In the 19th century there was an abundance of historical events that brought about the definitive rupture with the Old Regime; Spanish institutions were to experience major changes. The reform of the Central Administration that took place during this century constitutes both the consequence and testimony of this. The archives, fundamental items within the central administrative apparatus, as they are the memories of the institutions, bore the effects of these reforms in their structure and composition.
These major administrative changes coincided in time with the reactivation of an 18th century idea of Santiago Agustín Riol and Father Burriel, of setting up an archive in the style and in continuance of the Simancas Archive, as a grand national archive. This proposal was presented to Queen Isabella II by her ministers and underwent a series of ups and down until, in the middle of the 19th century, a major tax reform brought about the need to have an archive that could contain an enormous volume of diplomas of great value to the History of Spain.
This tax reform, with its confiscation laws, led to ecclesiastical assets and property passing into the hands of the State, together with all the documentation that they stored, which was of incalculable historical value. By Royal Order on 18 August 1850, all the documentation in the archives of monastic orders passed to the custody of the Royal Academy of History. This would be the first documentary deposit from these ecclesiastical sources, which later would come to constitute the founding nucleus of the archive being managed today. The Academy quickly came to understand the enormous problems resulting from controlling and organising such valuable documentation; as a result, the members of the academy asked the Ministry of Public Works to create an archive which would store such important source documents. Finally, the National Historical Archive was created by Royal Decree on 28 march 1866. In the arguments contained in the Royal Decree, the Minister of Public Works and Chairman of the Royal Academy of History, Antonio Aguilar y Correa, Marquis of Vega Armijo, requested that the Archive be accorded "the consideration that it deserves, being declared as public, and conserved in this Court so that it can be of greater use to the Academy and to those interested in historical research".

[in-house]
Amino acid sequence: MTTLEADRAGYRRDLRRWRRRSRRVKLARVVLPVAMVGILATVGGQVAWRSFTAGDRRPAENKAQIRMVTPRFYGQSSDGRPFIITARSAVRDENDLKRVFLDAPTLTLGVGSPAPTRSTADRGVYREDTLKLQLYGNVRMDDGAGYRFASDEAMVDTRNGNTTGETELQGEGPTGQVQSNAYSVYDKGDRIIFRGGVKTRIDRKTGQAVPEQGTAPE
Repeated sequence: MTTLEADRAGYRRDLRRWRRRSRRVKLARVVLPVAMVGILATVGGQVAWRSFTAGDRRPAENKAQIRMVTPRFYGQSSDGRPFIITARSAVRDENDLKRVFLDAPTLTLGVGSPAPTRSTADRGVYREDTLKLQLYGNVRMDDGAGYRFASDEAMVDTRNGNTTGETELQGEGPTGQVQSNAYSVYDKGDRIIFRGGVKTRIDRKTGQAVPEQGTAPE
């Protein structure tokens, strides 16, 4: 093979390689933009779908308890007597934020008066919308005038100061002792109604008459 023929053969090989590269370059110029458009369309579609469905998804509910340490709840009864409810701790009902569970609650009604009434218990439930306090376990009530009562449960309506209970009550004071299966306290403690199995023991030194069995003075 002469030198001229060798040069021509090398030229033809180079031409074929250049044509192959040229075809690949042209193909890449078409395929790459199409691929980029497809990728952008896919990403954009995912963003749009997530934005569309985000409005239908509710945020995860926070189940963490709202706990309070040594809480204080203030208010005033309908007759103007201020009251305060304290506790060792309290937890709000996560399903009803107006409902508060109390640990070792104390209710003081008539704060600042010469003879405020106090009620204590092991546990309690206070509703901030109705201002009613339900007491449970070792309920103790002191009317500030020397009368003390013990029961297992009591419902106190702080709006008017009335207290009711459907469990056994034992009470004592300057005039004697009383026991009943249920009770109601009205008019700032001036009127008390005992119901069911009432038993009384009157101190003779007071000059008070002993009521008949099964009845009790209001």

Once created, the Archive was to remain in the premises of the Academy until the end of the 19th century. For three decades, the directors of the Archive increased and organised its documentary resources as best they could given the scarce resources at their disposal.
At the end of the 19th century, the Archive was moved from the Academy to the National Museums and Libraries building - the National Library - where it was located in the north wing until it moved to its current building.
In fact, 1896 was a historical landmark, as it saw not only the move of the Archive to the National Library, but also the appointment of Vicente Vignau y Ballester as its director. This marked the moment at which the archive ceased to be an accumulation of mediaeval resources and became an organised repository of documents originating from more modern institutions.
The Archive reached full maturity during the period it spent in the National Library building from 1896 to 1952. As there was space available, it was able to receive documentation from national institutions that had been waiting to be collected and organised and, therefore, it could be said that the years spent in this building constitute the period of greatest growth in the documentary resources of the National Historical Archive.
In 1952, the new Archive building was opened on land belonging to the then National Education Ministry, at Calle Serrano 115. The Archive has continued to receive and organise its documentary resources on this site in its role as the final archive within the national archives system.